My current research project, “Death and Life on the Yangtze: Extinction, Conservation, and Environmental Change in China” (under contract with Harvard), completes the trilogy on China’s major waterways by sticking my head underwater to explore the social construction of extinction and conservation of aquatic species in China. The project compares the fate of two critically endangered Yangtze River freshwater cetaceans: the Baiji dolphin, presumed extinct by 2006, and the Finless porpoise, a subject of ongoing conservation efforts.  Specific questions include: How was animal life perceived between the Maoist and post-Mao periods? How was the science of conservation biology introduced in China during the post-Mao era? How do conservation efforts fit patterns of bureaucratic behavior in China? How has the term “biodiversity” been adopted by different social constituencies in China during the post-Mao era?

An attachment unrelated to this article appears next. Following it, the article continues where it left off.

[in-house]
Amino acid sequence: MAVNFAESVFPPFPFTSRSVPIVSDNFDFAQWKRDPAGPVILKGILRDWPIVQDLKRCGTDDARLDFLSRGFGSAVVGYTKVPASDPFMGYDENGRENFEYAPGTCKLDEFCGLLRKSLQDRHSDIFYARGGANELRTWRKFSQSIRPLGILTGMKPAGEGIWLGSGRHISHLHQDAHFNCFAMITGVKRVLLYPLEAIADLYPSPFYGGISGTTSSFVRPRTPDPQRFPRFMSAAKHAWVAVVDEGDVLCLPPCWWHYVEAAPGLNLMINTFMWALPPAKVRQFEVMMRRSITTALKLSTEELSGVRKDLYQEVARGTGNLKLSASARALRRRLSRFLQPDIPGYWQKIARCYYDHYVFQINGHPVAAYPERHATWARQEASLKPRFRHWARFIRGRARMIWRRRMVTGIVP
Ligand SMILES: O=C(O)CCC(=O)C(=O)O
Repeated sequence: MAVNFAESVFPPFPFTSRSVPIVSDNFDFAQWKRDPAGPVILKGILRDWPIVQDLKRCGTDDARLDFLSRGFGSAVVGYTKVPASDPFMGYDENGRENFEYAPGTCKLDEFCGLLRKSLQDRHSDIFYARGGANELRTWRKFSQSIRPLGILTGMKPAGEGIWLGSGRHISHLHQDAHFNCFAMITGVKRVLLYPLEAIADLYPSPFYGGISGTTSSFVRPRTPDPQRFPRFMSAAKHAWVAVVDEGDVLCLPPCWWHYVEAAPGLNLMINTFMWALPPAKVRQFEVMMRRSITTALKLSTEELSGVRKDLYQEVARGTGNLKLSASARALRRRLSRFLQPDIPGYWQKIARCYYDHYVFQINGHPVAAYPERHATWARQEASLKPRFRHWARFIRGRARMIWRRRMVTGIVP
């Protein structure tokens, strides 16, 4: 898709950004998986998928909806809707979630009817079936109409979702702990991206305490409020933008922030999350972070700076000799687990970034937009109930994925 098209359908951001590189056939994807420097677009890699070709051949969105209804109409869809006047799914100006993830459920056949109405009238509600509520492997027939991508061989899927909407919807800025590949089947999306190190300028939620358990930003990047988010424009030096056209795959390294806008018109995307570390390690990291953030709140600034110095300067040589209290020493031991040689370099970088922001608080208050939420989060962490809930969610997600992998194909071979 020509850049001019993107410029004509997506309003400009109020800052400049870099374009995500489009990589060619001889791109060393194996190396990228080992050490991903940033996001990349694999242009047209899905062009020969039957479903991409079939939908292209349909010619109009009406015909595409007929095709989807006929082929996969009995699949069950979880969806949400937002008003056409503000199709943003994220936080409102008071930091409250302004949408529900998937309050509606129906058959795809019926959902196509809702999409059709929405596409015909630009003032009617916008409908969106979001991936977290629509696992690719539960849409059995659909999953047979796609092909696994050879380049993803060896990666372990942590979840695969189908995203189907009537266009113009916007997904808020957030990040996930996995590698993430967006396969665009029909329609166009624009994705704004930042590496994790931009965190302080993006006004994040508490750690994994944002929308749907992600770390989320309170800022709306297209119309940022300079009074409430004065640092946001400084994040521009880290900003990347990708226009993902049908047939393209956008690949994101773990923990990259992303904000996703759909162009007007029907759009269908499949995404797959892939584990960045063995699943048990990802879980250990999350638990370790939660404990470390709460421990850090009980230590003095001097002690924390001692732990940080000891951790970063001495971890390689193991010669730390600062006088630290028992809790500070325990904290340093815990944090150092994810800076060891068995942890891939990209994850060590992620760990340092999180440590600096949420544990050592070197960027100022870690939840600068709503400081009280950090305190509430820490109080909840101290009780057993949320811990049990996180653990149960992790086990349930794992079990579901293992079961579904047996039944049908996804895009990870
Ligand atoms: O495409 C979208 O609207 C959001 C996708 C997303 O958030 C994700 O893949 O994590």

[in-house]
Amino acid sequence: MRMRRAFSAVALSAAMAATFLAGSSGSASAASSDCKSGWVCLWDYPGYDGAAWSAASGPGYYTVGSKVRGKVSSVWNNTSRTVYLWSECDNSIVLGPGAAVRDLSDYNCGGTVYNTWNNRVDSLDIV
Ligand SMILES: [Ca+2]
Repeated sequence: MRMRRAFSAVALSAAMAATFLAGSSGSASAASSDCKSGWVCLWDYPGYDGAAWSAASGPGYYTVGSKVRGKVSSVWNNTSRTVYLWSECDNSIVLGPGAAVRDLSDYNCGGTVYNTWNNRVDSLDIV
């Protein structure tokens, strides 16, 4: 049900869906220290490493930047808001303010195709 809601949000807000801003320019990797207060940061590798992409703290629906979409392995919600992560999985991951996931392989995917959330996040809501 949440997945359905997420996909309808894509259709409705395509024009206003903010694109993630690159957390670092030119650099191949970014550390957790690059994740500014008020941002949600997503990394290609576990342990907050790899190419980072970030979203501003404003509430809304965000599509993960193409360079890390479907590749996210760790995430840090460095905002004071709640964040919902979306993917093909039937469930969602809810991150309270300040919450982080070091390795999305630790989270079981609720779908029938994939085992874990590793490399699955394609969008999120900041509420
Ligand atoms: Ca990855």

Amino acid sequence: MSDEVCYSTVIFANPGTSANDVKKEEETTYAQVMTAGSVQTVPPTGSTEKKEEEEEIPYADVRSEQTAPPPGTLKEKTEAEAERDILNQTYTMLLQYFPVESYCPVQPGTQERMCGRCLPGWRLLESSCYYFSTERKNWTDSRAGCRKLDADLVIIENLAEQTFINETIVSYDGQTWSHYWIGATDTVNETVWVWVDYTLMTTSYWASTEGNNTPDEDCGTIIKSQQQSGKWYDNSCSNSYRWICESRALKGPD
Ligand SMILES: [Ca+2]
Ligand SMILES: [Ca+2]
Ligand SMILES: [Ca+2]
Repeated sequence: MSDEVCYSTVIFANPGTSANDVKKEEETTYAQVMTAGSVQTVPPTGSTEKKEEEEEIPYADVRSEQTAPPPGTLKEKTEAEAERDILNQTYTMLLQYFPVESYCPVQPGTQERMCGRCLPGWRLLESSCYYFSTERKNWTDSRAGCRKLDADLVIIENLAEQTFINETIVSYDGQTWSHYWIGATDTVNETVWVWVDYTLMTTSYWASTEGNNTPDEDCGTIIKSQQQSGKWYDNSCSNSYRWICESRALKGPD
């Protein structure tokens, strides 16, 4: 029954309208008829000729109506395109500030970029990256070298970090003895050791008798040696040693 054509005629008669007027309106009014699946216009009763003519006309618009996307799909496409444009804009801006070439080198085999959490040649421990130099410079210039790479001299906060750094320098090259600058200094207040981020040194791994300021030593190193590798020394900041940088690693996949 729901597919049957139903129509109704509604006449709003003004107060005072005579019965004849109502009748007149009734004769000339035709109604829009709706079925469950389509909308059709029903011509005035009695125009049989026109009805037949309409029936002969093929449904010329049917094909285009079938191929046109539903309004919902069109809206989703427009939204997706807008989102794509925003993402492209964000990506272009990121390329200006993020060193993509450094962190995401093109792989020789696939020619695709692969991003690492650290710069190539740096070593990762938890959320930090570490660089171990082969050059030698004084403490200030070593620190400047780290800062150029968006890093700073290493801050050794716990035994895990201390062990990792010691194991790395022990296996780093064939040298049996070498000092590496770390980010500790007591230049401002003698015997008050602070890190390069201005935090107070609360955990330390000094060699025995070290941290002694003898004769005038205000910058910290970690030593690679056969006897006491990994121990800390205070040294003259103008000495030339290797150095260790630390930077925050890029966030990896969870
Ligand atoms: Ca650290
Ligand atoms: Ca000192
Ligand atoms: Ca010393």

The impact of the project lies in its contemporary relevance.  Discourses on climate change, biodiversity, and the “sixth extinction,” signal a need for environmental historians to contribute their unique perspectives to these conversations.  Patterns of China’s resource development and their impact on landscapes and biodiversity are having a global reach. My project adopts a case study of extinction and conservation to surface attitudes toward animal life, biodiversity, and conservation biology in China that will drive policies and practices that will shape global patterns of resource exploitation and conservation. The project has been supported with a UA Social and Behavioral Sciences Seed Grant, an Isaac Manasseh Meyer Fellowship (National University of Singapore), a Carnegie Fellowship (2020-22), a Guggenheim Fellowship (2020-21), and a Fulbright Scholar Award (2020). 

Historicizing the Yellow River